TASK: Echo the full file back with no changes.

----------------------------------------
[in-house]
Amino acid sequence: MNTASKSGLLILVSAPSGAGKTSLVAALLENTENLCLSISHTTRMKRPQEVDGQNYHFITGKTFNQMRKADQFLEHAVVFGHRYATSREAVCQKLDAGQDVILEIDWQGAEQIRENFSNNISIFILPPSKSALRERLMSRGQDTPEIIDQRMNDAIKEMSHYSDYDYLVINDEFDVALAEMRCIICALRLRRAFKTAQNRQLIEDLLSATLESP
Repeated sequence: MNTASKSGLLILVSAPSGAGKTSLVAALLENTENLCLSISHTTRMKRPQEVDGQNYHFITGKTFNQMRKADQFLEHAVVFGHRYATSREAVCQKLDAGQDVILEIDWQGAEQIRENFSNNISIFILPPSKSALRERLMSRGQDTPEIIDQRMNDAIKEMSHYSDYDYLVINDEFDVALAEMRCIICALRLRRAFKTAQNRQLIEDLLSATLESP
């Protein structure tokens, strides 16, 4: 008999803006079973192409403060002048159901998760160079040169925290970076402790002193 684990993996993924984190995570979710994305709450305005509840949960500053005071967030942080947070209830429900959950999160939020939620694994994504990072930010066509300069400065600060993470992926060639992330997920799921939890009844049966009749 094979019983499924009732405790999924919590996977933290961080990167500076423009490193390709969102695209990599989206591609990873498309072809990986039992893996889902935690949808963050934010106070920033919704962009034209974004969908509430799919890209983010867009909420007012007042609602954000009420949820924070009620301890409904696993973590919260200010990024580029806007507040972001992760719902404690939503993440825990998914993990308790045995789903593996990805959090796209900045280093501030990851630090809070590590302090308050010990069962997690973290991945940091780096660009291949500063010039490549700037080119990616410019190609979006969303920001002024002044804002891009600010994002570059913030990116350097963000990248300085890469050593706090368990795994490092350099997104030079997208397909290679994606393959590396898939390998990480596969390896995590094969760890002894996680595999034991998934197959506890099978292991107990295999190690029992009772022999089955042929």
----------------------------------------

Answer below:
[in-house]
Amino acid sequence: MNTASKSGLLILVSAPSGAGKTSLVAALLENTENLCLSISHTTRMKRPQEVDGQNYHFITGKTFNQMRKADQFLEHAVVFGHRYATSREAVCQKLDAGQDVILEIDWQGAEQIRENFSNNISIFILPPSKSALRERLMSRGQDTPEIIDQRMNDAIKEMSHYSDYDYLVINDEFDVALAEMRCIICALRLRRAFKTAQNRQLIEDLLSATLESP
Repeated sequence: MNTASKSGLLILVSAPSGAGKTSLVAALLENTENLCLSISHTTRMKRPQEVDGQNYHFITGKTFNQMRKADQFLEHAVVFGHRYATSREAVCQKLDAGQDVILEIDWQGAEQIRENFSNNISIFILPPSKSALRERLMSRGQDTPEIIDQRMNDAIKEMSHYSDYDYLVINDEFDVALAEMRCIICALRLRRAFKTAQNRQLIEDLLSATLESP
């Protein structure tokens, strides 16, 4: 008999803006079973192409403060002048159901998760160079040169925290970076402790002193 684990993996993924984190995570979710994305709450305005509840949960500053005071967030942080947070209830429900959950999160939020939620694994994504990072930010066509300069400065600060993470992926060639992330997920799921939890009844049966009749 094979019983499924009732405790999924919590996977933290961080990167500076423009490193390709969102695209990599989206591609990873498309072809990986039992893996889902935690949808963050934010106070920033919704962009034209974004969908509430799919890209983010867009909420007012007042609602954000009420949820924070009620301890409904696993973590919260200010990024580029806007507040972001992760719902404690939503993440825990998914993990308790045995789903593996990805959090796209900045280093501030990851630090809070590590302090308050010990069962997690973290991945940091780096660009291949500063010039490549700037080119990616410019190609979006969303920001002024002044804002891009600010994002570059913030990116350097963000990248300085890469050593706090368990795994490092350099997104030079997208397909290679994606393959590396898939390998990480596969390896995590094969760890002894996680595999034991998934197959506890099978292991107990295999190690029992009772022999089955042929």